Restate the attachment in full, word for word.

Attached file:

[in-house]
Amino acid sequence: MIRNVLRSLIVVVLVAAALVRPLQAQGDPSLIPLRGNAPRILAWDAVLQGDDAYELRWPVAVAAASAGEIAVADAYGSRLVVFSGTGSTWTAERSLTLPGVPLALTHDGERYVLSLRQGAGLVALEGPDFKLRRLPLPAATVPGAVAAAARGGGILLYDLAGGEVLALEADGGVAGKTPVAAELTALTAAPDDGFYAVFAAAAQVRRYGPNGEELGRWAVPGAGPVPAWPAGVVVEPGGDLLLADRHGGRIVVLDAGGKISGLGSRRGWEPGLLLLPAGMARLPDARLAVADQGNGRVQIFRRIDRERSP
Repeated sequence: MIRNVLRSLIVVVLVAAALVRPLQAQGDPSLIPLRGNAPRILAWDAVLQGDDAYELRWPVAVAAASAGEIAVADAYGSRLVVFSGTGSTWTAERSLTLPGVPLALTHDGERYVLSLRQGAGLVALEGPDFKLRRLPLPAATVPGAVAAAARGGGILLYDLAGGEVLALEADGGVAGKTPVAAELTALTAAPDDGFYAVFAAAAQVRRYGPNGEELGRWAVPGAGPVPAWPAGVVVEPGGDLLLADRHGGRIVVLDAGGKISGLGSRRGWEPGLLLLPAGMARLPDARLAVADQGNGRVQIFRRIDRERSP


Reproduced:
[in-house]
Amino acid sequence: MIRNVLRSLIVVVLVAAALVRPLQAQGDPSLIPLRGNAPRILAWDAVLQGDDAYELRWPVAVAAASAGEIAVADAYGSRLVVFSGTGSTWTAERSLTLPGVPLALTHDGERYVLSLRQGAGLVALEGPDFKLRRLPLPAATVPGAVAAAARGGGILLYDLAGGEVLALEADGGVAGKTPVAAELTALTAAPDDGFYAVFAAAAQVRRYGPNGEELGRWAVPGAGPVPAWPAGVVVEPGGDLLLADRHGGRIVVLDAGGKISGLGSRRGWEPGLLLLPAGMARLPDARLAVADQGNGRVQIFRRIDRERSP
Repeated sequence: MIRNVLRSLIVVVLVAAALVRPLQAQGDPSLIPLRGNAPRILAWDAVLQGDDAYELRWPVAVAAASAGEIAVADAYGSRLVVFSGTGSTWTAERSLTLPGVPLALTHDGERYVLSLRQGAGLVALEGPDFKLRRLPLPAATVPGAVAAAARGGGILLYDLAGGEVLALEADGGVAGKTPVAAELTALTAAPDDGFYAVFAAAAQVRRYGPNGEELGRWAVPGAGPVPAWPAGVVVEPGGDLLLADRHGGRIVVLDAGGKISGLGSRRGWEPGLLLLPAGMARLPDARLAVADQGNGRVQIFRRIDRERSP